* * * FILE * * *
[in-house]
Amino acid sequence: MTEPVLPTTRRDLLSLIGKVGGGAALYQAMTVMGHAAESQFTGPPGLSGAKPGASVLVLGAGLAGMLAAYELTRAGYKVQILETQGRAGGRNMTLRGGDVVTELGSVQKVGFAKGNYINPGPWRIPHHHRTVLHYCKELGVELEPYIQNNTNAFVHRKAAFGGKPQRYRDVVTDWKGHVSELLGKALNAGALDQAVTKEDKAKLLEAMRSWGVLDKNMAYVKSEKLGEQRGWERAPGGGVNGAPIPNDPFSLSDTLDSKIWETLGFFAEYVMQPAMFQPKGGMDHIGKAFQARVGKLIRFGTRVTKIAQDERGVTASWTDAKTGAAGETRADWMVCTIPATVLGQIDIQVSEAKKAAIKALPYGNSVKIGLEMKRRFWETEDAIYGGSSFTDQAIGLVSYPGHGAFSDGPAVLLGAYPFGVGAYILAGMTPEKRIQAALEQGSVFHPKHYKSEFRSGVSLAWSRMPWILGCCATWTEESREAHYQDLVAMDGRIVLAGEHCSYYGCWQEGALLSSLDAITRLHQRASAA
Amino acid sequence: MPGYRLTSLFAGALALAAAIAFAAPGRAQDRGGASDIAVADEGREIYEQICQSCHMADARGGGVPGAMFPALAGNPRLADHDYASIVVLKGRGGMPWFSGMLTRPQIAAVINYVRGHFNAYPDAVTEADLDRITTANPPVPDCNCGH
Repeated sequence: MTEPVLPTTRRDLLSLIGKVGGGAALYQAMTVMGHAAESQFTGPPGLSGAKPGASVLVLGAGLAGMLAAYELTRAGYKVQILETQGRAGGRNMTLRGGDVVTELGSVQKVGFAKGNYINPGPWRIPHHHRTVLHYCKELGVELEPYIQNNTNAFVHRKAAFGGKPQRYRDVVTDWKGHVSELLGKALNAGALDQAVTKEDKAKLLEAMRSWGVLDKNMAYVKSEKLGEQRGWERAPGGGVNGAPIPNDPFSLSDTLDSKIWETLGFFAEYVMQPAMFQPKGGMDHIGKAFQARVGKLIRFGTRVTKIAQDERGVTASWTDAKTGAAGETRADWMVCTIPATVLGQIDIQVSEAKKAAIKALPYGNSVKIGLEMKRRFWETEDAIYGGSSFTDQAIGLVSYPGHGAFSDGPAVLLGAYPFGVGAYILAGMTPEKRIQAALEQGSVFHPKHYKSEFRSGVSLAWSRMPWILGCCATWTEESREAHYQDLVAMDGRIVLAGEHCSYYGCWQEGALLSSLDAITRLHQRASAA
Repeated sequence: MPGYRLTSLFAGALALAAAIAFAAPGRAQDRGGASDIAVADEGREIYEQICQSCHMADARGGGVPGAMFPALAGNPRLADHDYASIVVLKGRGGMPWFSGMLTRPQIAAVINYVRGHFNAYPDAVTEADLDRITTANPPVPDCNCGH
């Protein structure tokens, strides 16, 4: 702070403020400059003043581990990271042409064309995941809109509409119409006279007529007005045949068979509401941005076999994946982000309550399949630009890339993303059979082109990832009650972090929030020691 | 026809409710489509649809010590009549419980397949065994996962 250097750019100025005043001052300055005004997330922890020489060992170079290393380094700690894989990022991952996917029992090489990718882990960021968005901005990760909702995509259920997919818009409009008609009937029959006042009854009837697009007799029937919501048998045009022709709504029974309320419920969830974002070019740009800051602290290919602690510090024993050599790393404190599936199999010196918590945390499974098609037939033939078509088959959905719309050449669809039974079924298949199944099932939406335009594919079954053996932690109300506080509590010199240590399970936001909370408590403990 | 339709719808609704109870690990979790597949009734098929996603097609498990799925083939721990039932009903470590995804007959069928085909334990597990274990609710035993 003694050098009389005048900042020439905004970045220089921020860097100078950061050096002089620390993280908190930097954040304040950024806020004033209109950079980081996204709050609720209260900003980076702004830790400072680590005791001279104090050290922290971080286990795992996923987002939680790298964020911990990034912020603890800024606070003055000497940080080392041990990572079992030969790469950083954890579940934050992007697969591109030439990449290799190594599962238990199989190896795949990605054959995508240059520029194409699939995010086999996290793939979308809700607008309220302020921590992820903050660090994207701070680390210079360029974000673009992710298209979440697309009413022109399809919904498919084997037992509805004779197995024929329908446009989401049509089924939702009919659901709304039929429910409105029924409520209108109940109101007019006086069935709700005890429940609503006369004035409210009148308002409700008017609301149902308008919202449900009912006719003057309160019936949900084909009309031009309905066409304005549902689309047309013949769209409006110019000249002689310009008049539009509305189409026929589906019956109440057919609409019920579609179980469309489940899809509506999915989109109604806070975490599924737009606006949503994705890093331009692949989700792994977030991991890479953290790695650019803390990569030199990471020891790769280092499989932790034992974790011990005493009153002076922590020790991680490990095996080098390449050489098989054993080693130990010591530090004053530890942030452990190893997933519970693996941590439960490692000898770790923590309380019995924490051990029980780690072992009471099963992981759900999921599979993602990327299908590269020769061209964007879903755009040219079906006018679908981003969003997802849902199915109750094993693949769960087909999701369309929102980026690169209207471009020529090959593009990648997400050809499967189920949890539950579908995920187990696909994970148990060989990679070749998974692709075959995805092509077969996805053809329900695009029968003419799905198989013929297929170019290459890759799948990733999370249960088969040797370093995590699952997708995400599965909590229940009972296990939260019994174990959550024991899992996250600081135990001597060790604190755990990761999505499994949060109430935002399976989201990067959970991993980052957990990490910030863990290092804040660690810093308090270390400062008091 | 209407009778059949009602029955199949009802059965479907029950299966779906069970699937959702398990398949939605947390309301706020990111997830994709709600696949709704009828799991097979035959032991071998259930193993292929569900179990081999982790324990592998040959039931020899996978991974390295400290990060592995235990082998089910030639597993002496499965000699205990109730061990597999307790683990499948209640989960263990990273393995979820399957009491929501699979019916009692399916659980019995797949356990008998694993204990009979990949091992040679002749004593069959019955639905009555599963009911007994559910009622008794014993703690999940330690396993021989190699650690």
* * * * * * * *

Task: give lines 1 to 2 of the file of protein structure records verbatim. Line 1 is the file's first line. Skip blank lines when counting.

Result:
[in-house]
Amino acid sequence: MTEPVLPTTRRDLLSLIGKVGGGAALYQAMTVMGHAAESQFTGPPGLSGAKPGASVLVLGAGLAGMLAAYELTRAGYKVQILETQGRAGGRNMTLRGGDVVTELGSVQKVGFAKGNYINPGPWRIPHHHRTVLHYCKELGVELEPYIQNNTNAFVHRKAAFGGKPQRYRDVVTDWKGHVSELLGKALNAGALDQAVTKEDKAKLLEAMRSWGVLDKNMAYVKSEKLGEQRGWERAPGGGVNGAPIPNDPFSLSDTLDSKIWETLGFFAEYVMQPAMFQPKGGMDHIGKAFQARVGKLIRFGTRVTKIAQDERGVTASWTDAKTGAAGETRADWMVCTIPATVLGQIDIQVSEAKKAAIKALPYGNSVKIGLEMKRRFWETEDAIYGGSSFTDQAIGLVSYPGHGAFSDGPAVLLGAYPFGVGAYILAGMTPEKRIQAALEQGSVFHPKHYKSEFRSGVSLAWSRMPWILGCCATWTEESREAHYQDLVAMDGRIVLAGEHCSYYGCWQEGALLSSLDAITRLHQRASAA